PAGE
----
Join the next session on summertime energy poverty and gender approach at the European Sustainable Energy Week on June 21th 16:30 – 18:00 CEST.
Discover why women are more exposed to summertime energy poverty than men and how women are also the defenders of the right to energy in their homes and communities. Women should be put at the heart of the EU’s just energy transition to help ensure that we leave no one behind.
Lidija Živčič – Focus and Mònica Guiteras Blaya – ESF will take part to the session, highlighting the situations of women with regard to the results of Empowermed.
Find more details on this online session and on the speakers: here.
From EmpowerMed’s field actions, discover the recommendations to better understand and know the links between energy poverty and health, and how to act against energy poverty to have good impacts on health: Here
Please find a new article on EURACTIV media quoting EmpowerMed work and conclusions through the testimony of Katharina Habersbrunner – WECF, partner of the project : here (article available in English, French and German).
=> for an awareness of gender inequalities in relation to energy poverty and for the implementation of new multidisciplinary and participatory methods to ensure women contribute to energy poverty alleviation and to energy sector in general.
This article refers to the EmpowerMed report: Gender and energy poverty – Facts and arguments
To go further, discover the new EmpowerMed policy paper: Policy recommendations for gender-just policies to reduce energy poverty
If you want to learn more on energy poverty alleviation tactics that stood the test of a health pandemic and a deep energy crisis: collective assemblies, mentorship and households visits, joint energy initiatives…
=> join us for the joint in-person event from the EU-funded projects PowerPoor and EmpowerMed
in Brussels on March 29 – 9:00 – 12:30. (Manhattan Meeting Centre by Spaces – Avenue du Boulevard 21, 1210 Brussels)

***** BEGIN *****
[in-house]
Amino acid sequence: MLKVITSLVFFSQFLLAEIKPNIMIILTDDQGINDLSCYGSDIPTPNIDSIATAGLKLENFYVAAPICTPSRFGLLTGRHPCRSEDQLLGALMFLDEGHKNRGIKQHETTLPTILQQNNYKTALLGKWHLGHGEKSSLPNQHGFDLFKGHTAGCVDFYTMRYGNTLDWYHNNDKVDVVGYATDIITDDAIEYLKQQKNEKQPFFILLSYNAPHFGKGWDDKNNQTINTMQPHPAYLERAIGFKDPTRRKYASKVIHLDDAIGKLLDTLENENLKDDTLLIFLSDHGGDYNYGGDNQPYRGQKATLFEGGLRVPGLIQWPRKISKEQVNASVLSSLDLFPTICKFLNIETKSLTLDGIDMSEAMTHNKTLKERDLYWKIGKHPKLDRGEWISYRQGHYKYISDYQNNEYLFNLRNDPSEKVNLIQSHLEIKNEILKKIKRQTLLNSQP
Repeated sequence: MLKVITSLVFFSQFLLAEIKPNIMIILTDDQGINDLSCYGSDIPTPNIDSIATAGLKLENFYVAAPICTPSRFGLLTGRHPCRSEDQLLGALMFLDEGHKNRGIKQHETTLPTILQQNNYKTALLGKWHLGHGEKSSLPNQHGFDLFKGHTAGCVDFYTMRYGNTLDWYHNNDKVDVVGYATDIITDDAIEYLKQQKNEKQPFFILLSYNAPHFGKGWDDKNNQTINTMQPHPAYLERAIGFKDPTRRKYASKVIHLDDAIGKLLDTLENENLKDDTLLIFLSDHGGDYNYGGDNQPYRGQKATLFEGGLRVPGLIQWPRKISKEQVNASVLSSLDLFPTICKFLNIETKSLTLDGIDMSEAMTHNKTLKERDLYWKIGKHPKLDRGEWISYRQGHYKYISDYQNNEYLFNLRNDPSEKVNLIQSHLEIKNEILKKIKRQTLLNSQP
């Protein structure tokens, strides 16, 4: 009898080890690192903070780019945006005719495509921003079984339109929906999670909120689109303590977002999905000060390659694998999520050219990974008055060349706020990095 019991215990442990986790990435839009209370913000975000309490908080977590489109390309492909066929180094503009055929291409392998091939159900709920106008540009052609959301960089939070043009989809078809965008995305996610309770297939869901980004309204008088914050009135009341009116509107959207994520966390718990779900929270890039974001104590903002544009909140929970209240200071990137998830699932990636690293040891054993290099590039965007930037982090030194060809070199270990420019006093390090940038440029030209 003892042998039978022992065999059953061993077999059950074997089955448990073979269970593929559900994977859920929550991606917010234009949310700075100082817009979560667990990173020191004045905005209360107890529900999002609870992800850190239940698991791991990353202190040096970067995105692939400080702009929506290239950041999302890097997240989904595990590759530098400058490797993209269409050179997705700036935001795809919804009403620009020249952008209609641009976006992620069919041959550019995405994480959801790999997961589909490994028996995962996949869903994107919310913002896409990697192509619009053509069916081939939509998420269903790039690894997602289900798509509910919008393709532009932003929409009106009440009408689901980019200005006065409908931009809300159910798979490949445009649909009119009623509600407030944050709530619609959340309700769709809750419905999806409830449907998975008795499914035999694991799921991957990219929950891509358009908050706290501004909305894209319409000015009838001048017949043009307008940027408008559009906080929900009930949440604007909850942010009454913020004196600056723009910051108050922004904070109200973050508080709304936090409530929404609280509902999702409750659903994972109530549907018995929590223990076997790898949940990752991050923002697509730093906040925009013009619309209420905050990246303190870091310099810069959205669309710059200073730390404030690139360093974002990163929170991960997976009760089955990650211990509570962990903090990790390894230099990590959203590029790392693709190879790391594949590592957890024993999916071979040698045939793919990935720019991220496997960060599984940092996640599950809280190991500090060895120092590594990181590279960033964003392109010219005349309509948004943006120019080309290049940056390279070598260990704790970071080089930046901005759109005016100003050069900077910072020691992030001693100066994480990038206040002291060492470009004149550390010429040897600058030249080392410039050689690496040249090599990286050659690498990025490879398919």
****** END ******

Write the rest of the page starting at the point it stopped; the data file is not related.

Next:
Agenda and details: here
It’s now time for the registration. In cooperation with Power Poor project, the European Environnemental Bureau, The Right to Energy Coalition and the EU Energy Poverty Advisory Hub, EmpowerMed’s partners are pleased to invite you to the political session on Energy poverty, gender and health in the European Parliament on the March, 29th 13:00 – 15:00.
The agenda is downloadable : here
Please register until March, 20th : here
“No more utility cuts!” This is the main message of this video which featured women in Barcelona asking for a basic service for water, electricity and gas.
Discover and share the video published by ESF, EmpowerMed’s partner in Barcelona: here.
Join EmpowerMed consortium for a policy dialogue with EU decision makers on the nexus of energy poverty, gender and health in the Mediterranean. 29.03.2023 13:00 – 15:00 – European Parliament – Brussels.
This session will be hosted by Lina Gálvez Muñoz and Romana Jerković, Members of European Parliament.
A great chance to move the lines towards a fairer energy policy in Europe.
After two years of field pilots, EmpowerMed partners have compiled policy recommendations to move beyond the “low income – poor energy efficiency – high expenditures” triad and address summer energy poverty, gender aspects and the links between health and energy poverty.
Find out about them today here.